By Dan Larson
The dollars associated with developing the heifer are one of the largest costs she will accrue in her lifetime. Many of us learned at some point that a heifer should reach 65% of her mature weight by the first breeding season. In many cases, we meet this target, but often we exceed it and increase development cost.
It is not uncommon for heifers to be developed in the same lot as feeder cattle. While this system is quite convenient, it is not ideal for developing high-quality replacements. Rather, a well-designed nutrition and management program is essential for appropriate replacement development.
Providing inadequate nutrients to the developing heifer may reduce her reproductive performance, but overfeeding will limit her lifetime productivity. Heifers developed to greater than 65% to 70% of mature weight deposit fat in the udder, leading to reduced milk production. Fat heifers are also more prone to calving difficulty and may be more difficult to rebreed after their first calf.
Research studies conducted in the last 10 years show that developing heifers to 65% of mature weight is not optimal. Rather, 85% to 90% of heifers developed to as little as 55% of mature weight at breeding became pregnant. More importantly, these heifers were developed using inexpensive feed sources such as cornstalks and dormant winter grass. By moving heifer development out of the drylot in favor of standing forage, cost was reduced by $45 per pregnant heifer.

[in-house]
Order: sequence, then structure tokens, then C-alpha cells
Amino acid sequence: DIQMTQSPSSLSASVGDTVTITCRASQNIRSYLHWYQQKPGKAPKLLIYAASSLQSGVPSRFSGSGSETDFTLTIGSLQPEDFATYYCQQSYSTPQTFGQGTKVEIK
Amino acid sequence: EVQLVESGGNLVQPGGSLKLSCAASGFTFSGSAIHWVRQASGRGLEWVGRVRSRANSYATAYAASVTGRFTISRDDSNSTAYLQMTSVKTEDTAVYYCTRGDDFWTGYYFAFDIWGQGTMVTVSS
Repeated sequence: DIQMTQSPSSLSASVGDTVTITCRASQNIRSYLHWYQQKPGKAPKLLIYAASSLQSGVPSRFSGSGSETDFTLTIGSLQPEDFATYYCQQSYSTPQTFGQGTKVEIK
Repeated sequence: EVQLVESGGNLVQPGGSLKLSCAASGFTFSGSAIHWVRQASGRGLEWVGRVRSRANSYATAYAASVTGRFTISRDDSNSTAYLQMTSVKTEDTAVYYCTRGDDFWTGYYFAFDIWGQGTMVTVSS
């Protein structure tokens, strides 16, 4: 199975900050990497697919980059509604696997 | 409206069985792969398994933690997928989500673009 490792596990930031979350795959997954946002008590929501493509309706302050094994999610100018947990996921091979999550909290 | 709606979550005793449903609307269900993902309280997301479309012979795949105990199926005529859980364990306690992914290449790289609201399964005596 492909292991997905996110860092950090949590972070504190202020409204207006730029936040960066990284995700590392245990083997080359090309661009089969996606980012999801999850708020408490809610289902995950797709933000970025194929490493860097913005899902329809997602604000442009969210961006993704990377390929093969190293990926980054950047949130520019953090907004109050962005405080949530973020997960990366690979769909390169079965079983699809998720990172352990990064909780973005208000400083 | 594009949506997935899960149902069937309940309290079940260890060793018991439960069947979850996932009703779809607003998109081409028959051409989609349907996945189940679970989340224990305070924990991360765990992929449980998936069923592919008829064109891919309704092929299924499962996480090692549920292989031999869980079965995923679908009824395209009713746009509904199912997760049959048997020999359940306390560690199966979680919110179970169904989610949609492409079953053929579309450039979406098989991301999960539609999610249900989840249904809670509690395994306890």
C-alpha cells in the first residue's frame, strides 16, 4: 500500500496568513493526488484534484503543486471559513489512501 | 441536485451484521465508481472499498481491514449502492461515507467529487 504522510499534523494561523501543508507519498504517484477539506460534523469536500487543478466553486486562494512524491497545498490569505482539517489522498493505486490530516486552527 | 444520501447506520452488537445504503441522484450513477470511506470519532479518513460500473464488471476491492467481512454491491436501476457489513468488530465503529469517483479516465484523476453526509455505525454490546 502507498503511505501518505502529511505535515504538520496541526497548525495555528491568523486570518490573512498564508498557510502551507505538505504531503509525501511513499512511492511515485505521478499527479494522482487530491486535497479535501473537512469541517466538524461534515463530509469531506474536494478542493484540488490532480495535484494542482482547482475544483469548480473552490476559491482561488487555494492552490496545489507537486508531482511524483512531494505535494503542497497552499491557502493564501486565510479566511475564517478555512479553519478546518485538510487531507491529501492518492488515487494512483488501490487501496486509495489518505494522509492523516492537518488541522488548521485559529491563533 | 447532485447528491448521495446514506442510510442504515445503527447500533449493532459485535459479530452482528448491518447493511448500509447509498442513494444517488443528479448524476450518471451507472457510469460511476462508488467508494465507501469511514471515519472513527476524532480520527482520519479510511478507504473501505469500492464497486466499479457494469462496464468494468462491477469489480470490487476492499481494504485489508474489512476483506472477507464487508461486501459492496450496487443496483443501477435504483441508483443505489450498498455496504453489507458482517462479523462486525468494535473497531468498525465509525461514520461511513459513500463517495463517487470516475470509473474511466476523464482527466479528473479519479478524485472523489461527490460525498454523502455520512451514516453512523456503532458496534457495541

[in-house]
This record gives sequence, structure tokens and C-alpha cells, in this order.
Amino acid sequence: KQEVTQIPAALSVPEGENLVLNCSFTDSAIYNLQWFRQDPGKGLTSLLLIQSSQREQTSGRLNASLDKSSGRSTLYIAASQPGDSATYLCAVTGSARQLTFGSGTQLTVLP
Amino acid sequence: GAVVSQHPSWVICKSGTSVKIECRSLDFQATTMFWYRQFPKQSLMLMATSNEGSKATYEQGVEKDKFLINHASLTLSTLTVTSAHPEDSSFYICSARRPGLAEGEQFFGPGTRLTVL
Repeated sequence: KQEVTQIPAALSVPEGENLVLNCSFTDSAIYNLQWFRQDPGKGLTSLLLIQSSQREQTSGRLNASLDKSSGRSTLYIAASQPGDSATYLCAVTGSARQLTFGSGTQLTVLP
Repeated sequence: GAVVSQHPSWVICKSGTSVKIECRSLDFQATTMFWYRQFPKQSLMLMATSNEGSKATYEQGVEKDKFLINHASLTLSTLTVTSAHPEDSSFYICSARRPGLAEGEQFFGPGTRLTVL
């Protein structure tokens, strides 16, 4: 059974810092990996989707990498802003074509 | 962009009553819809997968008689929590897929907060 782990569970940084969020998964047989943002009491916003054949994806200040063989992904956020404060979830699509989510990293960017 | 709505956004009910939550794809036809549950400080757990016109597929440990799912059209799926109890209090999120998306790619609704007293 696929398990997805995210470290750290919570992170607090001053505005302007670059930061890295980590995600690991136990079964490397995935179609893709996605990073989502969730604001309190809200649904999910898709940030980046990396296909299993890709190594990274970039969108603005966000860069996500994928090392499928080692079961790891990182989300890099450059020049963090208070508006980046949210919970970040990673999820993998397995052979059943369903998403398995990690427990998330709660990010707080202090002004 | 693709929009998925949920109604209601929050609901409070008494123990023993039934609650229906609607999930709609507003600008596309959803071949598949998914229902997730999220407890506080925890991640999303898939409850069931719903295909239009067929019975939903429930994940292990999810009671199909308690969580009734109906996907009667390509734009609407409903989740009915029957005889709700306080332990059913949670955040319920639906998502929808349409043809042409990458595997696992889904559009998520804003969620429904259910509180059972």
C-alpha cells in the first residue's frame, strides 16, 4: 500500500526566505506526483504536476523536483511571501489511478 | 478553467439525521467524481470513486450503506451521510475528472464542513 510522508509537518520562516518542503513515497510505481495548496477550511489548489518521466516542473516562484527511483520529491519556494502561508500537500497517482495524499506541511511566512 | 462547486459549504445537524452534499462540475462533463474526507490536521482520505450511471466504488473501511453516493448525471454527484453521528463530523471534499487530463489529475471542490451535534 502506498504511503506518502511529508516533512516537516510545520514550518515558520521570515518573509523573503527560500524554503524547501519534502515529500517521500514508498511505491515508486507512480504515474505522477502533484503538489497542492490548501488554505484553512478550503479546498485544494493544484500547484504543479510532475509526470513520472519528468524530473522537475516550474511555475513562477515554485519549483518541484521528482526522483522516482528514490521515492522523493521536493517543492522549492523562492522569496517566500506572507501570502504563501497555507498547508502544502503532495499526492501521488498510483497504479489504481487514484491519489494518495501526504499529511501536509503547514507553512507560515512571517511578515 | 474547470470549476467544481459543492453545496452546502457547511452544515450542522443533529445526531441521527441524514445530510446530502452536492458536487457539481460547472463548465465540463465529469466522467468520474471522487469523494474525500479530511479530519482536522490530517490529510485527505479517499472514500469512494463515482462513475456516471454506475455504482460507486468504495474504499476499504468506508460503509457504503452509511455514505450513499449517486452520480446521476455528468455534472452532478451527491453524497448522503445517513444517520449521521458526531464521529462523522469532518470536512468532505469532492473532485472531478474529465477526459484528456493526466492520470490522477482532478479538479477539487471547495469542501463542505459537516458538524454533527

Drylot disadvantages. Heifers developed in the drylot are often fed diets including corn-processing coproducts, which are excellent sources of energy and protein for the growing heifer calf. However, the protein level in distillers’ grain or corn gluten feed may exceed the energy requirements of the heifer. Providing excess protein in the diet prior to breeding has the potential to reduce fertility in the subsequent cycle at which the heifer is bred. Diets with too great a protein concentration during the breeding season may lead to embryonic death and lower pregnancy rates.
It is important to monitor protein levels in heifer development diets in order to meet requirements without exceeding needs. Appropriate mineral nutrition is also an integral part of heifer development. Mineral nutrition is often overlooked and expensive; however, it is often the deciding factor in the success or failure of the breeding season.
Dairy nutrition research has taught us the value of trace minerals such as zinc and manganese. Macro minerals, such as phosphorus, calcium, salt and magnesium, are also important. The National Research Council recommendation of 40 parts per million of manganese in the diet is most likely low. A more appropriate target is 50 to 60 ppm. Likewise, zinc should be nearly equal in concentration to manganese and copper should be at a 3:1 ratio to zinc. Most likely, if heifers are being fed corn coproducts, their phosphorus need is being met. The only macro minerals which require supplementation are calcium, magnesium and salt.
Estrous synchronization is an essential component of heifer development. But regardless of the system, appropriate nutrition is essential to produce a heifer that will stay in the herd and be productive. Without a balanced strategy for nutrition and management, money spent on reproductive technology may be wasted.
DAN LARSON is a ruminant nutritionistat Great Plains Livestock Consulting,Inc. His experience in both cow–calf and feedlot cattle operations offers a unique perspective on the beef industry.
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